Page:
Recently, I was talking with someone about how, when all your hard work starts to pay off and you begin to actually see the things you had hoped for – things like recognition from fans and subscribers, more money, the ability to delegate, etc. – it actually triggers some pretty bad feelings.
Feelings that tell you you’re somehow unworthy or you don’t deserve what you’ve created. Feelings that make you fear, perhaps, you’re speaking out of turn, offending people, being a D-I-V-A.
Feelings that tell you, “stay humble.”
I’m sure we can ALL relate to this, but, personally, I’ve never been a fan of “staying humble.”
Furthermore, I think “staying humble” is especially problematic for women in the online marketing space. None of the marketing bros ever give a second thought to staying humble, and I think it’s absolutely possible to completely let go of the concept of humility without projecting a distinct type of masculinity a lot of women don’t want to project.
Truthfully, for most of us, what feels like conceit – an overcorrection of confidence – is most likely just bringing ourselves back to the middle, to balance.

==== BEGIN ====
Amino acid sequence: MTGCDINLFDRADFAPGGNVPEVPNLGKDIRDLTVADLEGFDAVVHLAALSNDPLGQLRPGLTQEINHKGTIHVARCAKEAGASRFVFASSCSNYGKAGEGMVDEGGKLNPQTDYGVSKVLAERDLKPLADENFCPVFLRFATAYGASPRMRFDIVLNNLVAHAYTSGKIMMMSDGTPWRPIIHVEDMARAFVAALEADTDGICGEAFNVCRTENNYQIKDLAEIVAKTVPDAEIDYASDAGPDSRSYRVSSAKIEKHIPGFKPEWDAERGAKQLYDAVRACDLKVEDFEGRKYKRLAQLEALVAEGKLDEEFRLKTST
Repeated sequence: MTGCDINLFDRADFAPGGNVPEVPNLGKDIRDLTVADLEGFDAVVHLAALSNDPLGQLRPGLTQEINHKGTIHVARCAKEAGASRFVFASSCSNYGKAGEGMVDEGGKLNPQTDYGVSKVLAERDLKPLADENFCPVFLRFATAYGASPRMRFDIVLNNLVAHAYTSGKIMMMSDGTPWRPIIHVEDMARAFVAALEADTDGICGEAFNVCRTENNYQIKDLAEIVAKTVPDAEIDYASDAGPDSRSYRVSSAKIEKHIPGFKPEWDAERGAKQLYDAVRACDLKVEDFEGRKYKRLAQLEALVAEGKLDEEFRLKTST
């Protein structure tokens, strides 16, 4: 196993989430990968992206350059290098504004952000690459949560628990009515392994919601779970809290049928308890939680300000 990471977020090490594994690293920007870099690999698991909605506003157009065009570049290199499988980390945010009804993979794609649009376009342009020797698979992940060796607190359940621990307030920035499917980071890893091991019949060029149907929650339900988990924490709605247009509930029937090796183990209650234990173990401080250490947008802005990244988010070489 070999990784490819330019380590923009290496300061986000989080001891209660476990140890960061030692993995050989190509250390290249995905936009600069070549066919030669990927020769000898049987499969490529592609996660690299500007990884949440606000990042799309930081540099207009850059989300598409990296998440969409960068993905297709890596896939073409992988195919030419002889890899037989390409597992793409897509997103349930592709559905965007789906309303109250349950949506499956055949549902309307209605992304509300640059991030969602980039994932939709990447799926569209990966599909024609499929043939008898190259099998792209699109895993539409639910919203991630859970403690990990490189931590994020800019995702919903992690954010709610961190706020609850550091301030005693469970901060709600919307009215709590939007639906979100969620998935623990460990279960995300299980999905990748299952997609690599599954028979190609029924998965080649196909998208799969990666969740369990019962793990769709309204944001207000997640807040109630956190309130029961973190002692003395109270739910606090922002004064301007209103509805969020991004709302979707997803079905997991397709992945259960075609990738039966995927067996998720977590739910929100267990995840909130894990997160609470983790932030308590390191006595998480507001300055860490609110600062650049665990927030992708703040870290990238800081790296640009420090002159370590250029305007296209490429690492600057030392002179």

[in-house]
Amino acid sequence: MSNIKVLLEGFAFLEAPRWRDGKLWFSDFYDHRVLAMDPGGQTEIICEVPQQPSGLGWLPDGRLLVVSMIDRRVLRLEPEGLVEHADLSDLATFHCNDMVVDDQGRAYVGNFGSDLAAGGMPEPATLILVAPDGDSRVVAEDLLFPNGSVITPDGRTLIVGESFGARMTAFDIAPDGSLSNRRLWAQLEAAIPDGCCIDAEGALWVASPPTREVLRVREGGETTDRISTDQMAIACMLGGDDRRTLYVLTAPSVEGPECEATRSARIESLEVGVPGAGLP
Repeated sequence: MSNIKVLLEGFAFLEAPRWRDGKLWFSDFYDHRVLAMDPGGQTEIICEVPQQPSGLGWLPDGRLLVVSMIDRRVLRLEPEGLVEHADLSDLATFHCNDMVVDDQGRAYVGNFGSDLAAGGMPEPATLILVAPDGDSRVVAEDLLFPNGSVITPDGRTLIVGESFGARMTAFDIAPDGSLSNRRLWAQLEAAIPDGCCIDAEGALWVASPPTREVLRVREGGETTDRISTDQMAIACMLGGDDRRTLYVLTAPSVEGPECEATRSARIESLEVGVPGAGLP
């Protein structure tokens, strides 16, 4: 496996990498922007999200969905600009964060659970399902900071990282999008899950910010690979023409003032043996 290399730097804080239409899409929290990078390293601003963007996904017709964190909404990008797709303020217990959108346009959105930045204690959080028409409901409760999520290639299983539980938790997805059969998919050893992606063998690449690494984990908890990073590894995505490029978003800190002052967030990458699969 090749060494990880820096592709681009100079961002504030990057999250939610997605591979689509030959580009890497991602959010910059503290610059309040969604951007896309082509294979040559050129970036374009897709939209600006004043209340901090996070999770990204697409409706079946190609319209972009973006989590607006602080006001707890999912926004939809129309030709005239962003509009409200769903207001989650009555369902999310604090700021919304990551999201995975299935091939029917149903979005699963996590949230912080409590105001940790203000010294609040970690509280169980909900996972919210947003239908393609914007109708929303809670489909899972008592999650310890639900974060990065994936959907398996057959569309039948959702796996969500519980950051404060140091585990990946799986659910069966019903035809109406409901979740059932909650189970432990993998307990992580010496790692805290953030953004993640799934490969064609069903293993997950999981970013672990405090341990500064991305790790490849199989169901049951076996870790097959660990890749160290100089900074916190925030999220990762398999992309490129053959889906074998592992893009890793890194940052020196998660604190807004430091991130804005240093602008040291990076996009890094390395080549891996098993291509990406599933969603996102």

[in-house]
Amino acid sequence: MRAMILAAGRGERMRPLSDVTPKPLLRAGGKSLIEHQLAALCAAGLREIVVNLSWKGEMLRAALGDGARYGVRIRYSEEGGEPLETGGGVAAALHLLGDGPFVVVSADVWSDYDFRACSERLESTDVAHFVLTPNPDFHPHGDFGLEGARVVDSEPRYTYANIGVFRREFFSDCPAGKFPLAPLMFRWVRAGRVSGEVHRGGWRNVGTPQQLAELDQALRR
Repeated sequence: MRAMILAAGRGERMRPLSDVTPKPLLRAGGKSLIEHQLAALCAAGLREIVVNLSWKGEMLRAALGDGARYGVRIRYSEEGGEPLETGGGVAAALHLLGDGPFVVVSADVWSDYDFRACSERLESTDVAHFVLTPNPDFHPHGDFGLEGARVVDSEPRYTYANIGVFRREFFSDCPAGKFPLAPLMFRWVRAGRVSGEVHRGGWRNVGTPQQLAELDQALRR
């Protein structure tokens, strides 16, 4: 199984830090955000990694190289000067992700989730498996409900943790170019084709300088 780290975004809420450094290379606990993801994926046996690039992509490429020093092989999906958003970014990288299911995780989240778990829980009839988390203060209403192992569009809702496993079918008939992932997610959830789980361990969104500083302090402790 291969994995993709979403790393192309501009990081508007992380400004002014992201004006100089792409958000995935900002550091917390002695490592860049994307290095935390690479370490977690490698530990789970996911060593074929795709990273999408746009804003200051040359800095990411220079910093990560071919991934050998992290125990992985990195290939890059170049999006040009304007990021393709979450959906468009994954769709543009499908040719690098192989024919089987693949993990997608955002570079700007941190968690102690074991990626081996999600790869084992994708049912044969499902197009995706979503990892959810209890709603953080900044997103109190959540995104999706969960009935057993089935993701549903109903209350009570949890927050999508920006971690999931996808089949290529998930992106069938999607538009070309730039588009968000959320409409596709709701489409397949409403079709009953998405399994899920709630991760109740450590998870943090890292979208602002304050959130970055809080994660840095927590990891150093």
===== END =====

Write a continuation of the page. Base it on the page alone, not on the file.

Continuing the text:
But, here’s what you need to know about these feelings that seem to crop up once you begin to get what you’re after …
Getting recognition for being the person you’re working hard to become can feel both exhilarating and extremely uncomfortable. That’s normal for many of us.
However, I think a big part of personal development is letting go of patterns that don’t support our ultimate vision of ourselves for the impulses and instincts that do – because they are actually our true nature.
Think about this: all the work you’ve done is paying off. You’ve been practicing visibility and your audience loves you, you’ve built a business foundation and you’re able to delegate, etc.
Then, it seems like some patterns kick in where you project yourself to a place where you’re somehow taking advantage of some un-earned privilege, getting “too big for your britches,” lacking humility, etc.
In other words, you’re resisting what feels good because it’s unfamiliar.
But, what if you could make a choice to simply enjoy the result of all your hard work, however uncomfortable?
What if, when your mind goes to that place of, “I’m being conceited, I didn’t really earn this,” you identified this thought for what it is – a lie – and stopped believing it?
The point here is to simply stop resisting what feels unfamiliar or uncomfortable. When you feel triggered, ask if it’s discomfort. If it is – be honest! – then square your shoulders and lean into it.